For relaxation-impaired locals, things have been particularly trying this past week, given that President Clinton, after his customarily indecisive, all-too-public decision-making process, actually went off with his wife and daughter to Martha's Vineyard. Until this happened, those who have trouble vacationing could take some solace in the fact that in Clinton, Americans had in the White House someone who himself hadn't taken a vacation in years - someone, moreover, whose most notable vacation was a grad-school-era fact- finding trip to the Soviet Union, which ended up (comfortingly, to the vacation-suspicious) coming back to haunt him as a campaign issue. Much better than George Bush, who had to be dragged in from bonefishing or yanked off the golf course every time there was a coup in Moscow or the Iraqis invaded Kuwait. Clinton, clearly, was someone comfortable at his desk - or, perhaps, any desk available.
The president's ultimate vacation choice should provide the vacation-anxious with some comfort. The president wasn't really on vacation at all. Sure, he golfed. And he probably did crack a novel. But let's get real. For all intents and purposes, the guy was in Georgetown. This wasn't a vacation. The president wasn't down in Orlando waiting in line to see Shamu the Killer Whale; that's a vacation. No, he was hanging out with his Washington buddies, doing what the essential Clinton does best: schmooze.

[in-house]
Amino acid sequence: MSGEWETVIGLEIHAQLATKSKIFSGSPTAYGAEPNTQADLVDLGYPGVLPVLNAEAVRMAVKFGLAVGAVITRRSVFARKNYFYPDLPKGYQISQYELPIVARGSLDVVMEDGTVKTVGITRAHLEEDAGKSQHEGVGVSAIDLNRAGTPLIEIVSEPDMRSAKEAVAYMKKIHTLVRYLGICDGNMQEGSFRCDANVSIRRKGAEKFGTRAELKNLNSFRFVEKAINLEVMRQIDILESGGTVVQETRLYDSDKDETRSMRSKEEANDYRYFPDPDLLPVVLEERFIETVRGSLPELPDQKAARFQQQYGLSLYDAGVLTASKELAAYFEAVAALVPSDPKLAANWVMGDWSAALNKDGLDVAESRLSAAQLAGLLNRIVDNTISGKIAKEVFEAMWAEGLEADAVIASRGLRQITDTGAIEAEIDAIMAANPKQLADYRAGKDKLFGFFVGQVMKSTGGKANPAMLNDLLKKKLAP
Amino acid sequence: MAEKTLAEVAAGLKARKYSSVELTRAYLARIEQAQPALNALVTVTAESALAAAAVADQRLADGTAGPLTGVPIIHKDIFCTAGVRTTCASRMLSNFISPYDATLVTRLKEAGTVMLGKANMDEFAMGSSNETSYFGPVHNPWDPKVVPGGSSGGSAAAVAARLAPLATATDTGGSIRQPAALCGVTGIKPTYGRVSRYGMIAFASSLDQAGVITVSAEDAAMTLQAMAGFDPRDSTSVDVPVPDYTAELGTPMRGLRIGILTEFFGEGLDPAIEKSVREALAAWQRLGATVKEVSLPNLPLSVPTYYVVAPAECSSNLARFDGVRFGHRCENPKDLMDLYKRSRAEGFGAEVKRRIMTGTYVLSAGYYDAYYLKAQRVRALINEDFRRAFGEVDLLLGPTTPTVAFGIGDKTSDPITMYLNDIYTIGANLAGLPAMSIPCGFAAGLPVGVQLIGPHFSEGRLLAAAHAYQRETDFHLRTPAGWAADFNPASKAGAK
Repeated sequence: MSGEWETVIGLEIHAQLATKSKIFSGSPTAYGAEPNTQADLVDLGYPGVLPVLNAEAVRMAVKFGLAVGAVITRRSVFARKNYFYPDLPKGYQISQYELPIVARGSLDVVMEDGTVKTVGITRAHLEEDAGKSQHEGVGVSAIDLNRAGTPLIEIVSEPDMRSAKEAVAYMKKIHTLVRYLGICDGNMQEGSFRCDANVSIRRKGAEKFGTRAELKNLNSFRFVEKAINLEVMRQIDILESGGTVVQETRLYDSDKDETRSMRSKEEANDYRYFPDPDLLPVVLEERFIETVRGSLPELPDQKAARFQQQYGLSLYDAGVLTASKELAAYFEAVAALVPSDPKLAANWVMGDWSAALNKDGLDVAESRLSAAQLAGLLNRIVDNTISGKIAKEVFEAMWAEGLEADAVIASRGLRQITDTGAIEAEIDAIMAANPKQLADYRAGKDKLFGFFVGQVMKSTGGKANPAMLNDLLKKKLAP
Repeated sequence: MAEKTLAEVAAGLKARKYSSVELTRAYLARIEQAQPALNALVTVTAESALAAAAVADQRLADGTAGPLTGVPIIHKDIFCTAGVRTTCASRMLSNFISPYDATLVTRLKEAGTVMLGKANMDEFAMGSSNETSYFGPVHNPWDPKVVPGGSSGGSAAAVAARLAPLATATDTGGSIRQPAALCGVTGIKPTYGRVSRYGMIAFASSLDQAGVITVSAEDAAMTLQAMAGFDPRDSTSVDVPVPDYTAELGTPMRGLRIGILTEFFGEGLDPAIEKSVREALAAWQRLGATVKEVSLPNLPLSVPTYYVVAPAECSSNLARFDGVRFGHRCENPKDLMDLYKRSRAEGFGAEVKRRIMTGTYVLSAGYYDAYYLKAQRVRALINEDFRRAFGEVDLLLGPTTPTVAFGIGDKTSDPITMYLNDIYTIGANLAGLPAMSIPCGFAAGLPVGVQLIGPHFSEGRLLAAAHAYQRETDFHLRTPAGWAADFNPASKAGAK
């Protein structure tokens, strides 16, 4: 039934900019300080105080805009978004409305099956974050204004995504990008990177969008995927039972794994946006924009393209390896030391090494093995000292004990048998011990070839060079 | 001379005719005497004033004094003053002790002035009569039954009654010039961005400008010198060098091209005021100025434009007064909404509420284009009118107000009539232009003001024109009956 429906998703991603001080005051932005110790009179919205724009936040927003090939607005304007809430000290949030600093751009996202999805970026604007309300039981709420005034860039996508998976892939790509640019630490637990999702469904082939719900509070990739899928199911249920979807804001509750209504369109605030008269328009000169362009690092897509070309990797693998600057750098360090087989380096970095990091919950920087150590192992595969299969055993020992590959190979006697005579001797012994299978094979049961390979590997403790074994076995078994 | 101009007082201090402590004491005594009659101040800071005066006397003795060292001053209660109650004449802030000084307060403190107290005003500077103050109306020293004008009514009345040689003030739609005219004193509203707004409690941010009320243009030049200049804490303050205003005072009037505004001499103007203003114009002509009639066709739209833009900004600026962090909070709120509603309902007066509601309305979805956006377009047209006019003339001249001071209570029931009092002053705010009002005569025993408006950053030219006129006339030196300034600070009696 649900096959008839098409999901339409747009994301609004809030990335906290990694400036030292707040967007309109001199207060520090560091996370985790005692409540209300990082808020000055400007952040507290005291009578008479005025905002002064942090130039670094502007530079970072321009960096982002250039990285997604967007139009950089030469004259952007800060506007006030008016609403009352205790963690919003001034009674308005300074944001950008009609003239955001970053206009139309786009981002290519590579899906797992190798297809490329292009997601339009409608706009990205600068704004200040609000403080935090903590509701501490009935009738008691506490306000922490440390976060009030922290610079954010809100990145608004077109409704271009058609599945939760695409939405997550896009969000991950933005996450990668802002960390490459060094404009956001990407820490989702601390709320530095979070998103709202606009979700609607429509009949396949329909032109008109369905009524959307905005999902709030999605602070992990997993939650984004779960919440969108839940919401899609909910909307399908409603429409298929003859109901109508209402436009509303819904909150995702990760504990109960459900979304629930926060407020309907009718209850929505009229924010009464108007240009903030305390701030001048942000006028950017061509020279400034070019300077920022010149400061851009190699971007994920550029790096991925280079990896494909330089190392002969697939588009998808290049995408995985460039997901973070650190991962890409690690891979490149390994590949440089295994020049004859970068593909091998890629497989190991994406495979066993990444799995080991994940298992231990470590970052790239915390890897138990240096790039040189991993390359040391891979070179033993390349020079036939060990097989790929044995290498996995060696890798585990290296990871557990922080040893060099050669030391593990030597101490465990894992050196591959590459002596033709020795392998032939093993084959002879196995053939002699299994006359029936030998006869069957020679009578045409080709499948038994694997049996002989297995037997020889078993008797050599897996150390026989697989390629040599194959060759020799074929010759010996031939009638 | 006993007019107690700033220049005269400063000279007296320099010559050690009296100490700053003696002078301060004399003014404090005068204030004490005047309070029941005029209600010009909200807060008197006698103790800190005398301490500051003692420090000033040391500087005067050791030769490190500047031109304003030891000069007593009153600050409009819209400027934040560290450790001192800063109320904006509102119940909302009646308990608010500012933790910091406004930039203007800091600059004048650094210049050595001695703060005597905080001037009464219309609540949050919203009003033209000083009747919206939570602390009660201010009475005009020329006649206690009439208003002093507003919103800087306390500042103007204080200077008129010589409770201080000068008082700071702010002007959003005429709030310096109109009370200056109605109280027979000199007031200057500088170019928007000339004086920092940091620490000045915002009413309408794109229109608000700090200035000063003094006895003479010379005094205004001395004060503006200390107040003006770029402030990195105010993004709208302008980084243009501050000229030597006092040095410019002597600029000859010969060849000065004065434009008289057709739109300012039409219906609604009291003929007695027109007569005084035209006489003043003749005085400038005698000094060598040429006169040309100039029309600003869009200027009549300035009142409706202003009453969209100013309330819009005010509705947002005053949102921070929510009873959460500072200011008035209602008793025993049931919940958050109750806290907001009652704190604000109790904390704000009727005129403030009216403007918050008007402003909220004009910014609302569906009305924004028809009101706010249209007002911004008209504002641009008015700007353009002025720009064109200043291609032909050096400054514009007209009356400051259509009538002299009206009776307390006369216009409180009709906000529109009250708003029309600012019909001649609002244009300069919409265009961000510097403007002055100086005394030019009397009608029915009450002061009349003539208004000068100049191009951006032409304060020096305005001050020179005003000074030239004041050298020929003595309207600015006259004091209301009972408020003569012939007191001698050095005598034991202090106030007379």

The ultimate question, of course, is why there is so much vacation anxiety in Washington. One reason is that a vacation, like all things purchased with disposable income, is subject to comparision and competition, and the person who doesn't vacation well, like the person who doesn't own a Miata or a Rolex, inevitably looks somewhat inadequate. When your peers are heading for the Hamptons or toddling off to India, you can't very well rejoinder with four days at Hershey Park. As the First Vacationer's handlers realized, the right image is crucial; that means the likes of Disneyland and Graceland are out. (And remember, people who tell co-workers they're going to "The South" fool no one.)
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